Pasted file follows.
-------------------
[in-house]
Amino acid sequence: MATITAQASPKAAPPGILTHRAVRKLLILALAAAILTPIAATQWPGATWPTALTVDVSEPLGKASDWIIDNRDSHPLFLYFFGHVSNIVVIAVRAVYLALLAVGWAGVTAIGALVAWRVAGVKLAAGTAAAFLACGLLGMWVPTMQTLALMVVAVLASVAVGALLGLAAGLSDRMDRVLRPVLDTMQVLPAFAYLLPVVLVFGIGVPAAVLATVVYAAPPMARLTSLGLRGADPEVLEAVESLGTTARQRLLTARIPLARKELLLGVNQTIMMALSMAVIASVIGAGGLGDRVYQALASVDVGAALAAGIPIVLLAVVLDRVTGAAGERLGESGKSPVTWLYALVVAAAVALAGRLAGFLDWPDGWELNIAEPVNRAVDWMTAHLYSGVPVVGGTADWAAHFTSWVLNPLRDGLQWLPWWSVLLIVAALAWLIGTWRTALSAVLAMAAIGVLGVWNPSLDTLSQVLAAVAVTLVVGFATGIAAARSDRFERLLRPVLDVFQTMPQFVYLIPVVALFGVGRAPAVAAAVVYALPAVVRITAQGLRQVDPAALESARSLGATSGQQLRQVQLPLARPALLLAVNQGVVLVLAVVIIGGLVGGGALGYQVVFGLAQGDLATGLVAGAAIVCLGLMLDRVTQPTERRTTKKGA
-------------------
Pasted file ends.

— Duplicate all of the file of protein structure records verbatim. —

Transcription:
[in-house]
Amino acid sequence: MATITAQASPKAAPPGILTHRAVRKLLILALAAAILTPIAATQWPGATWPTALTVDVSEPLGKASDWIIDNRDSHPLFLYFFGHVSNIVVIAVRAVYLALLAVGWAGVTAIGALVAWRVAGVKLAAGTAAAFLACGLLGMWVPTMQTLALMVVAVLASVAVGALLGLAAGLSDRMDRVLRPVLDTMQVLPAFAYLLPVVLVFGIGVPAAVLATVVYAAPPMARLTSLGLRGADPEVLEAVESLGTTARQRLLTARIPLARKELLLGVNQTIMMALSMAVIASVIGAGGLGDRVYQALASVDVGAALAAGIPIVLLAVVLDRVTGAAGERLGESGKSPVTWLYALVVAAAVALAGRLAGFLDWPDGWELNIAEPVNRAVDWMTAHLYSGVPVVGGTADWAAHFTSWVLNPLRDGLQWLPWWSVLLIVAALAWLIGTWRTALSAVLAMAAIGVLGVWNPSLDTLSQVLAAVAVTLVVGFATGIAAARSDRFERLLRPVLDVFQTMPQFVYLIPVVALFGVGRAPAVAAAVVYALPAVVRITAQGLRQVDPAALESARSLGATSGQQLRQVQLPLARPALLLAVNQGVVLVLAVVIIGGLVGGGALGYQVVFGLAQGDLATGLVAGAAIVCLGLMLDRVTQPTERRTTKKGA